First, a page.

AI Seminar: Design and prediction of biological sequences with neural machines
At this seminar, Debora Marks will describe how she has developed new methods in unsupervised and semi-supervised machine learning to exploit an enormous natural diversity to design biological sequences. The seminar is relevant to researchers and students interested in machine learning and its application in biology.
Debora Marks, Associate Professor of Systems Biology at Harvard Medical School.
Design and prediction of biological sequences with neural machines
What can we do with millions or billions of genomes? There’s now an amazing opportunity to develop machine learning methods that can exploit this enormous natural diversity to design of biological sequences for therapeutics and biotechnology, predict the effects of human genetic variation, predict how viral proteins may evolve, dynamics, the effects of mutations and the molecular design of biological systems. I will describe how we have developed new methods in unsupervised and semi supervised learning - we can accurately predict the clinical effects of protein mutations and design smart nanobody libraries optimized for stability and diversity. I will introduce challenges for extending these methods to designing specific protein functions, biased library design and examples of probabilistic models to generate novel functional biotherapeutics.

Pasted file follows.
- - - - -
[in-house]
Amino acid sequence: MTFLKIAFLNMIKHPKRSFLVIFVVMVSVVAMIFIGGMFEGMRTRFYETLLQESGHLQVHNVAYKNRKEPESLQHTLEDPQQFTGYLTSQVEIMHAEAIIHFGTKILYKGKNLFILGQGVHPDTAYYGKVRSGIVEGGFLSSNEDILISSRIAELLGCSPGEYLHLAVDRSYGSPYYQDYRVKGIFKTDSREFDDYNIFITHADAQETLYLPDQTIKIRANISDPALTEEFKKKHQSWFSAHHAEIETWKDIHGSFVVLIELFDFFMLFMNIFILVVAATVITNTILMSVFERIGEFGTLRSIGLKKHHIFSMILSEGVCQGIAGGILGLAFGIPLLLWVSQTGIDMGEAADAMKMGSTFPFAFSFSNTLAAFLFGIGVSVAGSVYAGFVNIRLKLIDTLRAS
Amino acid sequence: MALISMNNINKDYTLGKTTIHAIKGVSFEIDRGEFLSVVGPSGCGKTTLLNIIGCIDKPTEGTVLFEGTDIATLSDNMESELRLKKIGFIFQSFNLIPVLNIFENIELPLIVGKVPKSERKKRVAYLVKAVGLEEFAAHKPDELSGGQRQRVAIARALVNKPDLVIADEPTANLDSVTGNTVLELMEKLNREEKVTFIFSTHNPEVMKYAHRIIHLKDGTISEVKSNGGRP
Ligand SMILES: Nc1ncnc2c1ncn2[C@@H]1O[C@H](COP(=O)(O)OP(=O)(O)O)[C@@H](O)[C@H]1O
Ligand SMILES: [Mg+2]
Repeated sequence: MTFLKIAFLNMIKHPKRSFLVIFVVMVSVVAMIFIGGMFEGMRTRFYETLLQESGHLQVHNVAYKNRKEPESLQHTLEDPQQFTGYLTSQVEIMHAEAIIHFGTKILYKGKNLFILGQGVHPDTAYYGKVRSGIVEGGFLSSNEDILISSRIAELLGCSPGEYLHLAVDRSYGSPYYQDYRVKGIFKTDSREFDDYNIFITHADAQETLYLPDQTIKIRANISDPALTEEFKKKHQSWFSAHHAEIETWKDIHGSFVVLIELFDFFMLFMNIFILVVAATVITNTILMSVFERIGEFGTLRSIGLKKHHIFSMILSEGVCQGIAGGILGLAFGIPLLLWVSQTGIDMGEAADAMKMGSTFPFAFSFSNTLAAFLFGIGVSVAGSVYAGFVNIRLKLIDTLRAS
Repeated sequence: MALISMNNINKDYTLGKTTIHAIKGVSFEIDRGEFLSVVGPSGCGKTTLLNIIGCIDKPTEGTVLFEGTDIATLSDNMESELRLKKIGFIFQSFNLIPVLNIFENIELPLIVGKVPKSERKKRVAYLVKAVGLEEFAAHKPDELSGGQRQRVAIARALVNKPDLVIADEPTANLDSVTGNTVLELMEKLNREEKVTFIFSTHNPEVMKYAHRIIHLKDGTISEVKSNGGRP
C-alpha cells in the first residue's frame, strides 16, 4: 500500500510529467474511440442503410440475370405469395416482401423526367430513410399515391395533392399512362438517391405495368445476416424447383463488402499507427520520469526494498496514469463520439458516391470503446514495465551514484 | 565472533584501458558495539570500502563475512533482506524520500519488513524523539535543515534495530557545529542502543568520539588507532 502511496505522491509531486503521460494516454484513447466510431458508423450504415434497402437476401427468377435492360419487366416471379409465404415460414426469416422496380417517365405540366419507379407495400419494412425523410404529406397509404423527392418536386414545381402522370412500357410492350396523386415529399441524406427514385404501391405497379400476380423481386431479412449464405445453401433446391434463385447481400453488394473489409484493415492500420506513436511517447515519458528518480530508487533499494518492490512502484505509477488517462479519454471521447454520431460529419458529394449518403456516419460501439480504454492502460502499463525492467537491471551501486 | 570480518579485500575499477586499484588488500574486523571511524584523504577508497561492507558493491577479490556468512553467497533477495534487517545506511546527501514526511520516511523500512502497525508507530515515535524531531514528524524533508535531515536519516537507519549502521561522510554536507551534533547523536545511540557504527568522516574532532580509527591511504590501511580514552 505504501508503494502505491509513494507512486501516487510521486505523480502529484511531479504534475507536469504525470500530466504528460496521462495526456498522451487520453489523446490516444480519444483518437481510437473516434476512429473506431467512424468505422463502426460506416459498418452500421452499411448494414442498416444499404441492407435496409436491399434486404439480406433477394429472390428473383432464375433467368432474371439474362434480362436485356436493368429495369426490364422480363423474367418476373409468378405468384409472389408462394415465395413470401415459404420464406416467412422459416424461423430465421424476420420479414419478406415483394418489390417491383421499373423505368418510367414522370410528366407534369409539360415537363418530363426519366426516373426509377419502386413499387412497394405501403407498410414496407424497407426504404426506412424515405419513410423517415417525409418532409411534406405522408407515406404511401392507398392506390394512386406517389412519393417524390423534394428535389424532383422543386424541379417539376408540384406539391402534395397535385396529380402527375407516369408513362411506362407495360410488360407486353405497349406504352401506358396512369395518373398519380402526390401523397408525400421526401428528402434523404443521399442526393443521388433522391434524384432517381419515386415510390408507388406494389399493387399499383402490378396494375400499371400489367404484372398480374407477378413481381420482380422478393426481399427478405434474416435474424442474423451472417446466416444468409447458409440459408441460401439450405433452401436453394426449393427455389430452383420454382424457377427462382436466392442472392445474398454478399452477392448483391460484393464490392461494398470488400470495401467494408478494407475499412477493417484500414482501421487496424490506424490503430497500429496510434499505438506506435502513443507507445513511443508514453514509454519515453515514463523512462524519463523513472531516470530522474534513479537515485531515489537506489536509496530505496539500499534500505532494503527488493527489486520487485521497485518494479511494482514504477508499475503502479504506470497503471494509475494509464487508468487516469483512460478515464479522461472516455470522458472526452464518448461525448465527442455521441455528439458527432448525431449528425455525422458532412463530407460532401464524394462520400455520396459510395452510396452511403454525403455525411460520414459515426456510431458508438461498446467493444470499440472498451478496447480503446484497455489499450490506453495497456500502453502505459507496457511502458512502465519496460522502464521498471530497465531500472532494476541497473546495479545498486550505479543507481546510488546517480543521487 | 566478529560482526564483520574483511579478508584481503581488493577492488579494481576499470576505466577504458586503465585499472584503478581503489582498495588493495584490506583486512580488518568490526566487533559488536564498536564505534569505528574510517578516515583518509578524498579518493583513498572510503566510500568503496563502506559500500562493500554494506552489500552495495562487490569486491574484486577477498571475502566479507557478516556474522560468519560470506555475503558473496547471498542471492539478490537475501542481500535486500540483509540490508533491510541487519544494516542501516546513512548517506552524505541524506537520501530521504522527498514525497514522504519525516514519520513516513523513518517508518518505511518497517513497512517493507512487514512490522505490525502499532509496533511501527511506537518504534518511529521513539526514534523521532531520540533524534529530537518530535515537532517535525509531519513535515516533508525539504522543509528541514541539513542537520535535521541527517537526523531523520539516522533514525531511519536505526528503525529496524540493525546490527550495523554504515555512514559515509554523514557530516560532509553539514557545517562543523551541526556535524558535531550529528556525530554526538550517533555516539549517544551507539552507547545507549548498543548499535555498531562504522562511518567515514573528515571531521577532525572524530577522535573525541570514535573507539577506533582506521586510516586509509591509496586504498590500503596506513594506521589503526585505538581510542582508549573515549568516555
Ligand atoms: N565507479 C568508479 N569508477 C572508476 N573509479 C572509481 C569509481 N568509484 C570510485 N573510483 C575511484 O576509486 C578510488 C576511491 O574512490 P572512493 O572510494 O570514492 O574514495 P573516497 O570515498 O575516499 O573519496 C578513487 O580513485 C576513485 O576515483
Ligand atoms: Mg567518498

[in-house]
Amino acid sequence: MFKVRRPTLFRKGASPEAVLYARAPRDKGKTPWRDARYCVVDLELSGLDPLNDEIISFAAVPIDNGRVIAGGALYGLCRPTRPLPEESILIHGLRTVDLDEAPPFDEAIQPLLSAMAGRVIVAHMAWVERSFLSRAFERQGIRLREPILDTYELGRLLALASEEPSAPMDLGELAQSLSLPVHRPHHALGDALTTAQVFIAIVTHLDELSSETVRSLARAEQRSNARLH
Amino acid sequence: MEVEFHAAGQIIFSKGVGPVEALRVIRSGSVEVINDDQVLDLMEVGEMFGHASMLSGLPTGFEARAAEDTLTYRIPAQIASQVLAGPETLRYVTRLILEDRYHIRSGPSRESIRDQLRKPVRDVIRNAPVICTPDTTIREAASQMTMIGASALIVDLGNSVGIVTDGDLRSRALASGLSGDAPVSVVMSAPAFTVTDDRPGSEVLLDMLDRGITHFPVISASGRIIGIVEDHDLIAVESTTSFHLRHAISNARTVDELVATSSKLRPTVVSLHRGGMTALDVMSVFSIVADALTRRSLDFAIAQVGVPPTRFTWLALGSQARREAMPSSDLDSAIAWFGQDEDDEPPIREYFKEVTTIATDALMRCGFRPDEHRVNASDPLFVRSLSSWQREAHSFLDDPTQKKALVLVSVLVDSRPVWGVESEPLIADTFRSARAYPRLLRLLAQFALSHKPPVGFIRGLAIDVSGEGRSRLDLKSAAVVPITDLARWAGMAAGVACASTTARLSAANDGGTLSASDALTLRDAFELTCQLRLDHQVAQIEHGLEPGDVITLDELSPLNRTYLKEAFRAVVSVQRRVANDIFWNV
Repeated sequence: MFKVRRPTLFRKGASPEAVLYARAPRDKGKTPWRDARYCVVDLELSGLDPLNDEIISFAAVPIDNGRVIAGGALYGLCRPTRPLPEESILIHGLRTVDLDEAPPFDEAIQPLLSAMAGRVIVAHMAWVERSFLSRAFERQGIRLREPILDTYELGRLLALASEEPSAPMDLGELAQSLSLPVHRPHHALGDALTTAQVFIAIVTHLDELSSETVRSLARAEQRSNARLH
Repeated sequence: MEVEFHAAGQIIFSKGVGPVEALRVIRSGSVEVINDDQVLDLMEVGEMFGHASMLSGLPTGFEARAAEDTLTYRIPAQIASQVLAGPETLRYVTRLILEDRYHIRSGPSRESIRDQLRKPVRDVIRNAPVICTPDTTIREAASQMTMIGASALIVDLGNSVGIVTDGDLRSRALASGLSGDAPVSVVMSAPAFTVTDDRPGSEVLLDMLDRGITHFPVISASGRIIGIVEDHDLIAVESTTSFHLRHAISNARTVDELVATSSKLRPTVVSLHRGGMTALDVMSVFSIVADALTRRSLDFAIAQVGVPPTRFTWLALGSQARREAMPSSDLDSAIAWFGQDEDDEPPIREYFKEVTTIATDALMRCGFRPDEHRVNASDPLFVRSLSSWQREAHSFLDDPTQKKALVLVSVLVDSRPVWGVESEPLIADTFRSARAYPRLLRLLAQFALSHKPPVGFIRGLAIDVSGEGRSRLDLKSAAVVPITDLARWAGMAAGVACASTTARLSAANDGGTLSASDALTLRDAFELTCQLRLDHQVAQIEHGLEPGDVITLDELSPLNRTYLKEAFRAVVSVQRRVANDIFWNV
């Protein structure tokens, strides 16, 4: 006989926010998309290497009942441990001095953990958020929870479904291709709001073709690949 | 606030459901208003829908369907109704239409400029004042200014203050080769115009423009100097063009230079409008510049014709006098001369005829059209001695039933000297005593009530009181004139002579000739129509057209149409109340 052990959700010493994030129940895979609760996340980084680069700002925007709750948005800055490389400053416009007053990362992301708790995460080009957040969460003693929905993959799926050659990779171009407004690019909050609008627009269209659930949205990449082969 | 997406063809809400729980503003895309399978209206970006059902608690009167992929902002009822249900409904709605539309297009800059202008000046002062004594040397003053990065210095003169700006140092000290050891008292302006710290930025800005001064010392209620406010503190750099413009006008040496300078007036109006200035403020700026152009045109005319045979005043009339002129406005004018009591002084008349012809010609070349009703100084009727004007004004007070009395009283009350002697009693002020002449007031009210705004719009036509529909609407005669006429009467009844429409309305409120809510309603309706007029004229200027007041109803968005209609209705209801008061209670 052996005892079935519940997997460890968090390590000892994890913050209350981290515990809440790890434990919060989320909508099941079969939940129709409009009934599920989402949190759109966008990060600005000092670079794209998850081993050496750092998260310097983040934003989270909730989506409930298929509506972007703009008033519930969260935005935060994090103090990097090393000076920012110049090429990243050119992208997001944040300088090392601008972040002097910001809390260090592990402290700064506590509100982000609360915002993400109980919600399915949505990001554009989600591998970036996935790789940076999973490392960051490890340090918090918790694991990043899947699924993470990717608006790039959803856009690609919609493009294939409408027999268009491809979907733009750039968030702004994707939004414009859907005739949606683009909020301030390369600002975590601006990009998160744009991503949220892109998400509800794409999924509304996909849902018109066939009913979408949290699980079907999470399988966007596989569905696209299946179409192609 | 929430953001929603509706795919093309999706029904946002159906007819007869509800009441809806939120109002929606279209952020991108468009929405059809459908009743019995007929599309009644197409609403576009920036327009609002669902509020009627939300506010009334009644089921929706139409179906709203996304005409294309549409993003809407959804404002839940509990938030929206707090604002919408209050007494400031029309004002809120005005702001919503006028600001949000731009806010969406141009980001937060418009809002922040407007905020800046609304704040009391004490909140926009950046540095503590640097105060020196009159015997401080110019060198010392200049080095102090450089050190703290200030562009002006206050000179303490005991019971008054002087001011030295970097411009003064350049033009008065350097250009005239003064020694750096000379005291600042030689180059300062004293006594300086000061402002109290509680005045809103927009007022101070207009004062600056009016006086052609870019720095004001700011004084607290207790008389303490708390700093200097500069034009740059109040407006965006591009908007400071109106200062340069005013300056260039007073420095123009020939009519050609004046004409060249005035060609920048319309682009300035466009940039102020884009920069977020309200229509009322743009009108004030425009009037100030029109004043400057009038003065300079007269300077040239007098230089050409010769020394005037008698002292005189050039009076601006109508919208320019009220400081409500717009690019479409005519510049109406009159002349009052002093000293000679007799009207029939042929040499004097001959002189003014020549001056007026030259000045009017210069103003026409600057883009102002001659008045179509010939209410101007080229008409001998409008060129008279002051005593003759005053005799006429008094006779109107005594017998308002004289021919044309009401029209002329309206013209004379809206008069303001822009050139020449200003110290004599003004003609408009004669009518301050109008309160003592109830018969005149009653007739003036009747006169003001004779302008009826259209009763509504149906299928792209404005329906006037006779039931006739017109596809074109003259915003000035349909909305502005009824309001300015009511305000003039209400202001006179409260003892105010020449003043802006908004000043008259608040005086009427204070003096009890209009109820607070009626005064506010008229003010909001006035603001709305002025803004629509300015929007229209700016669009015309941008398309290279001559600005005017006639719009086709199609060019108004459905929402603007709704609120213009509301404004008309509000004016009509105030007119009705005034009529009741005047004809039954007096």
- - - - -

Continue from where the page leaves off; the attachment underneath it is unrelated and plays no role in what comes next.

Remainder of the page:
This seminar is a part of the AI Seminar Series organised by SCIENCE AI Centre. The series highlights advances and challenges in research within Machine Learning, Data Science, and AI. Like the AI Centre itself, the seminar series has a broad scope, covering both new methodological contributions, ground-breaking applications, and impacts on society.